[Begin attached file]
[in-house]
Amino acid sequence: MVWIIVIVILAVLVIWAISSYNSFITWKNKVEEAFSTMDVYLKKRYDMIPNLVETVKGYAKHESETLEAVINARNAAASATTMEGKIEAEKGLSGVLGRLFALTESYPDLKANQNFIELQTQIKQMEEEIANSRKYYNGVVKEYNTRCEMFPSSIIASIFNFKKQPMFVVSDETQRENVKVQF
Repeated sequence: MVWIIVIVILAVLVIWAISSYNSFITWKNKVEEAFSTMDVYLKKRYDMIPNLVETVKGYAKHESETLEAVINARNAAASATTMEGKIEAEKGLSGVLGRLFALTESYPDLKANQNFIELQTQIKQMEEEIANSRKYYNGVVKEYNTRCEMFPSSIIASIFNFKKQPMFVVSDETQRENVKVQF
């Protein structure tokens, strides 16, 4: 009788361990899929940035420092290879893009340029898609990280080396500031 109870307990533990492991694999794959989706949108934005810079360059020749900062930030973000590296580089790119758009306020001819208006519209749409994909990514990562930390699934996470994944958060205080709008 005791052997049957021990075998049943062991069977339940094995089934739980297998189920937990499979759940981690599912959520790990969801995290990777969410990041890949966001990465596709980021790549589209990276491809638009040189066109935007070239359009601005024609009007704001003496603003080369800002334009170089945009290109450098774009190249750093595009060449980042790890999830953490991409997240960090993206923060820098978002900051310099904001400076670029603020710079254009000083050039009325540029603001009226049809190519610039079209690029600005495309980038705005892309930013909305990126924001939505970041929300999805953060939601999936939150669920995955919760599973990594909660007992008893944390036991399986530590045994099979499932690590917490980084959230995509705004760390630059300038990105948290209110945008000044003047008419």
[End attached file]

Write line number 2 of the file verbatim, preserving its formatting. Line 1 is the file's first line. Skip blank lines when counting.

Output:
Amino acid sequence: MVWIIVIVILAVLVIWAISSYNSFITWKNKVEEAFSTMDVYLKKRYDMIPNLVETVKGYAKHESETLEAVINARNAAASATTMEGKIEAEKGLSGVLGRLFALTESYPDLKANQNFIELQTQIKQMEEEIANSRKYYNGVVKEYNTRCEMFPSSIIASIFNFKKQPMFVVSDETQRENVKVQF